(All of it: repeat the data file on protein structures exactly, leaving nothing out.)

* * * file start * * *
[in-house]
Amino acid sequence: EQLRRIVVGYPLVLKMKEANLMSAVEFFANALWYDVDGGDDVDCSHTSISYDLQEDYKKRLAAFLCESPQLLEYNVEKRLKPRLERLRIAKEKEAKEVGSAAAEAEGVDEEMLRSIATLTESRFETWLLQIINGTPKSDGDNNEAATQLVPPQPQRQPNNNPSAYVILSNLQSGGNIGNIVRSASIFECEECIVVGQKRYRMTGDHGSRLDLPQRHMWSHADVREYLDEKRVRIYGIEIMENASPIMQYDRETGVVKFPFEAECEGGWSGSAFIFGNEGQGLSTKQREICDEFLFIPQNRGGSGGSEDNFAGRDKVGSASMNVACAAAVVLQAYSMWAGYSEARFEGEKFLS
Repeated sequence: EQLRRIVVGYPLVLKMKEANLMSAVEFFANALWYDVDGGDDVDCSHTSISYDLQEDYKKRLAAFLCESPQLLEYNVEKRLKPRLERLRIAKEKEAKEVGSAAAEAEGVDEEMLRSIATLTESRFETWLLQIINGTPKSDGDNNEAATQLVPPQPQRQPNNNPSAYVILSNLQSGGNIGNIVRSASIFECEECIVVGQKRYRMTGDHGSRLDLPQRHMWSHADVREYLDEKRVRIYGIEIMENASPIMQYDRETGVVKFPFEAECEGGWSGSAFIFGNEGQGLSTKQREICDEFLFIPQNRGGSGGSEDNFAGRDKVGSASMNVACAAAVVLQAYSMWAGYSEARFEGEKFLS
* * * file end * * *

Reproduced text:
[in-house]
Amino acid sequence: EQLRRIVVGYPLVLKMKEANLMSAVEFFANALWYDVDGGDDVDCSHTSISYDLQEDYKKRLAAFLCESPQLLEYNVEKRLKPRLERLRIAKEKEAKEVGSAAAEAEGVDEEMLRSIATLTESRFETWLLQIINGTPKSDGDNNEAATQLVPPQPQRQPNNNPSAYVILSNLQSGGNIGNIVRSASIFECEECIVVGQKRYRMTGDHGSRLDLPQRHMWSHADVREYLDEKRVRIYGIEIMENASPIMQYDRETGVVKFPFEAECEGGWSGSAFIFGNEGQGLSTKQREICDEFLFIPQNRGGSGGSEDNFAGRDKVGSASMNVACAAAVVLQAYSMWAGYSEARFEGEKFLS
Repeated sequence: EQLRRIVVGYPLVLKMKEANLMSAVEFFANALWYDVDGGDDVDCSHTSISYDLQEDYKKRLAAFLCESPQLLEYNVEKRLKPRLERLRIAKEKEAKEVGSAAAEAEGVDEEMLRSIATLTESRFETWLLQIINGTPKSDGDNNEAATQLVPPQPQRQPNNNPSAYVILSNLQSGGNIGNIVRSASIFECEECIVVGQKRYRMTGDHGSRLDLPQRHMWSHADVREYLDEKRVRIYGIEIMENASPIMQYDRETGVVKFPFEAECEGGWSGSAFIFGNEGQGLSTKQREICDEFLFIPQNRGGSGGSEDNFAGRDKVGSASMNVACAAAVVLQAYSMWAGYSEARFEGEKFLS